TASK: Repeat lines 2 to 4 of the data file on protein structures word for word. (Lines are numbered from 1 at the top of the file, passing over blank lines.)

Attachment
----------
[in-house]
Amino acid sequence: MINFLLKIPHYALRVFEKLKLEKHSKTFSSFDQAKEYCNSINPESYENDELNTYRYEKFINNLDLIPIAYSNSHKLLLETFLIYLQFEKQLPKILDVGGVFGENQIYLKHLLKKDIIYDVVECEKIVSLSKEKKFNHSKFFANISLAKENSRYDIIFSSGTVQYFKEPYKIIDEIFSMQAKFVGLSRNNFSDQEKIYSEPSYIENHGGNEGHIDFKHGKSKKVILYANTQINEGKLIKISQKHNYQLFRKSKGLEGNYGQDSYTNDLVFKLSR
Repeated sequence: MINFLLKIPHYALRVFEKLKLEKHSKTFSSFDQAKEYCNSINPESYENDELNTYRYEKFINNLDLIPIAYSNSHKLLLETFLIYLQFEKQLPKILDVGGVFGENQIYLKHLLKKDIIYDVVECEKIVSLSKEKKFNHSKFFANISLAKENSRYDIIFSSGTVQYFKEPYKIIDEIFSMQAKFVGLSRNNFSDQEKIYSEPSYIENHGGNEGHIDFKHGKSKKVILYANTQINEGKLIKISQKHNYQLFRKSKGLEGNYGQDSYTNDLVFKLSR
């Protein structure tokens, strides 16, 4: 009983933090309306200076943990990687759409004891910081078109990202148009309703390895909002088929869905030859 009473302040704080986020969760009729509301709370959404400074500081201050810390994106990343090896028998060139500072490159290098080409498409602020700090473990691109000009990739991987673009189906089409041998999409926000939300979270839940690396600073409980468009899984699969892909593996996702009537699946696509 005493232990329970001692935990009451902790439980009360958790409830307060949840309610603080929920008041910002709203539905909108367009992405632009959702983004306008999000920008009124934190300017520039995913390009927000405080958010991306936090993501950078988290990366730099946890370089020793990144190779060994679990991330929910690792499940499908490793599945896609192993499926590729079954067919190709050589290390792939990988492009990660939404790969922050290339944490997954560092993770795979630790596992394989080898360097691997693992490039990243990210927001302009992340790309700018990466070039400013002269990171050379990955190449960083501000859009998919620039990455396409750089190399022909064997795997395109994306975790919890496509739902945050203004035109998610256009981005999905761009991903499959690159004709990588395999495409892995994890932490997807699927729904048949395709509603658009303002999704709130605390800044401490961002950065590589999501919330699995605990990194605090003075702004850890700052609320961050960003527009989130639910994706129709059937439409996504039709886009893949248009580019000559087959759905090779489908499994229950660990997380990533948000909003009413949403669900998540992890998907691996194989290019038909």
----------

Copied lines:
Amino acid sequence: MINFLLKIPHYALRVFEKLKLEKHSKTFSSFDQAKEYCNSINPESYENDELNTYRYEKFINNLDLIPIAYSNSHKLLLETFLIYLQFEKQLPKILDVGGVFGENQIYLKHLLKKDIIYDVVECEKIVSLSKEKKFNHSKFFANISLAKENSRYDIIFSSGTVQYFKEPYKIIDEIFSMQAKFVGLSRNNFSDQEKIYSEPSYIENHGGNEGHIDFKHGKSKKVILYANTQINEGKLIKISQKHNYQLFRKSKGLEGNYGQDSYTNDLVFKLSR
Repeated sequence: MINFLLKIPHYALRVFEKLKLEKHSKTFSSFDQAKEYCNSINPESYENDELNTYRYEKFINNLDLIPIAYSNSHKLLLETFLIYLQFEKQLPKILDVGGVFGENQIYLKHLLKKDIIYDVVECEKIVSLSKEKKFNHSKFFANISLAKENSRYDIIFSSGTVQYFKEPYKIIDEIFSMQAKFVGLSRNNFSDQEKIYSEPSYIENHGGNEGHIDFKHGKSKKVILYANTQINEGKLIKISQKHNYQLFRKSKGLEGNYGQDSYTNDLVFKLSR
């Protein structure tokens, strides 16, 4: 009983933090309306200076943990990687759409004891910081078109990202148009309703390895909002088929869905030859 009473302040704080986020969760009729509301709370959404400074500081201050810390994106990343090896028998060139500072490159290098080409498409602020700090473990691109000009990739991987673009189906089409041998999409926000939300979270839940690396600073409980468009899984699969892909593996996702009537699946696509 005493232990329970001692935990009451902790439980009360958790409830307060949840309610603080929920008041910002709203539905909108367009992405632009959702983004306008999000920008009124934190300017520039995913390009927000405080958010991306936090993501950078988290990366730099946890370089020793990144190779060994679990991330929910690792499940499908490793599945896609192993499926590729079954067919190709050589290390792939990988492009990660939404790969922050290339944490997954560092993770795979630790596992394989080898360097691997693992490039990243990210927001302009992340790309700018990466070039400013002269990171050379990955190449960083501000859009998919620039990455396409750089190399022909064997795997395109994306975790919890496509739902945050203004035109998610256009981005999905761009991903499959690159004709990588395999495409892995994890932490997807699927729904048949395709509603658009303002999704709130605390800044401490961002950065590589999501919330699995605990990194605090003075702004850890700052609320961050960003527009989130639910994706129709059937439409996504039709886009893949248009580019000559087959759905090779489908499994229950660990997380990533948000909003009413949403669900998540992890998907691996194989290019038909």